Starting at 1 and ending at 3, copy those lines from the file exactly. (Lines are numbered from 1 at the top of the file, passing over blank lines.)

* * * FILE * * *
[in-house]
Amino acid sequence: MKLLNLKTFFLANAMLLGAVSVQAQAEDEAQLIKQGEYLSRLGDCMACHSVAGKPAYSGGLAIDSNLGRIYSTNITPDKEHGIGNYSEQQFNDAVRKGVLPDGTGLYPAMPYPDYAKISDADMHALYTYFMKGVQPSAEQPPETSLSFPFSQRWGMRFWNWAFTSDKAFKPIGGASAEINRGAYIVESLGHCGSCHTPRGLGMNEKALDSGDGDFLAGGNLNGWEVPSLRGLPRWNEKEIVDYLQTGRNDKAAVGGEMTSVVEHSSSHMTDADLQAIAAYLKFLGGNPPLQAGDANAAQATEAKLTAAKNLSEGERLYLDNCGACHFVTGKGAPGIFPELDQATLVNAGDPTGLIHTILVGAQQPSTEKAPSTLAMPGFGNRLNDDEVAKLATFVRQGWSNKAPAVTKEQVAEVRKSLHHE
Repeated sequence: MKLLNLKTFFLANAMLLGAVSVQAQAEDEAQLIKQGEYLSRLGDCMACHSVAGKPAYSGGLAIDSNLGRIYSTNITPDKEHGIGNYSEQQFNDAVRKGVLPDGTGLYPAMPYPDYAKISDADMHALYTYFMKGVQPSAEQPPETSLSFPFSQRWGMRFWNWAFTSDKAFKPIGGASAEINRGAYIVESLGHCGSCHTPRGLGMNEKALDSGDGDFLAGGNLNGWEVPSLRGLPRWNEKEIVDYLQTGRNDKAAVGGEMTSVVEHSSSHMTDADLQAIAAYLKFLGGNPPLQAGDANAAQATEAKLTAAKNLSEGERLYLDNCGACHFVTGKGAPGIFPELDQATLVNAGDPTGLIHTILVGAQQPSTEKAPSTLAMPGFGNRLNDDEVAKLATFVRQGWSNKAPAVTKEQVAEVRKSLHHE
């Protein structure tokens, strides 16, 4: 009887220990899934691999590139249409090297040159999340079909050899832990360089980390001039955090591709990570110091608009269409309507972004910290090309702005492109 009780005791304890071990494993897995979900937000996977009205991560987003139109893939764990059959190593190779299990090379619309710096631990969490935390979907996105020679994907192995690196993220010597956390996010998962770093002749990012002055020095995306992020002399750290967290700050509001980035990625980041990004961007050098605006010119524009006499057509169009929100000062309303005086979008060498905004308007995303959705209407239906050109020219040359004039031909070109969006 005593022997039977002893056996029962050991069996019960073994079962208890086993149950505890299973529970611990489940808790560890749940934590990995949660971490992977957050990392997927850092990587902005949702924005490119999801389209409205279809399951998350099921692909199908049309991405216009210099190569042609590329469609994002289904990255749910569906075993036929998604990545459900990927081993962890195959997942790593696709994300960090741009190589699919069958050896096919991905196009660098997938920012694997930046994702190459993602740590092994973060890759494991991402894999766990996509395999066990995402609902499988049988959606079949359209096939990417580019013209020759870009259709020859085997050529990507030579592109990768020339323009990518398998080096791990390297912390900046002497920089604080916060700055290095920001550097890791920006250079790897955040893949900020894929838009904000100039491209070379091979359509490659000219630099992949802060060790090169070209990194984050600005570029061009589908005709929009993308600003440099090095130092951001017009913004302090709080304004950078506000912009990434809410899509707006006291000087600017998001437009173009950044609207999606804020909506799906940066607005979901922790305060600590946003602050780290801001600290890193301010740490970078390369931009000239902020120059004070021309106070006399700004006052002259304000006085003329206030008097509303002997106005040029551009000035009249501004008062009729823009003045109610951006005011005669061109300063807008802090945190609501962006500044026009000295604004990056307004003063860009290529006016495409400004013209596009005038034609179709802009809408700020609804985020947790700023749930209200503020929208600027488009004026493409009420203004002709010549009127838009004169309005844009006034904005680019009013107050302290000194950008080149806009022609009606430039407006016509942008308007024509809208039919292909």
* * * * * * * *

[in-house]
Amino acid sequence: MKLLNLKTFFLANAMLLGAVSVQAQAEDEAQLIKQGEYLSRLGDCMACHSVAGKPAYSGGLAIDSNLGRIYSTNITPDKEHGIGNYSEQQFNDAVRKGVLPDGTGLYPAMPYPDYAKISDADMHALYTYFMKGVQPSAEQPPETSLSFPFSQRWGMRFWNWAFTSDKAFKPIGGASAEINRGAYIVESLGHCGSCHTPRGLGMNEKALDSGDGDFLAGGNLNGWEVPSLRGLPRWNEKEIVDYLQTGRNDKAAVGGEMTSVVEHSSSHMTDADLQAIAAYLKFLGGNPPLQAGDANAAQATEAKLTAAKNLSEGERLYLDNCGACHFVTGKGAPGIFPELDQATLVNAGDPTGLIHTILVGAQQPSTEKAPSTLAMPGFGNRLNDDEVAKLATFVRQGWSNKAPAVTKEQVAEVRKSLHHE
Repeated sequence: MKLLNLKTFFLANAMLLGAVSVQAQAEDEAQLIKQGEYLSRLGDCMACHSVAGKPAYSGGLAIDSNLGRIYSTNITPDKEHGIGNYSEQQFNDAVRKGVLPDGTGLYPAMPYPDYAKISDADMHALYTYFMKGVQPSAEQPPETSLSFPFSQRWGMRFWNWAFTSDKAFKPIGGASAEINRGAYIVESLGHCGSCHTPRGLGMNEKALDSGDGDFLAGGNLNGWEVPSLRGLPRWNEKEIVDYLQTGRNDKAAVGGEMTSVVEHSSSHMTDADLQAIAAYLKFLGGNPPLQAGDANAAQATEAKLTAAKNLSEGERLYLDNCGACHFVTGKGAPGIFPELDQATLVNAGDPTGLIHTILVGAQQPSTEKAPSTLAMPGFGNRLNDDEVAKLATFVRQGWSNKAPAVTKEQVAEVRKSLHHE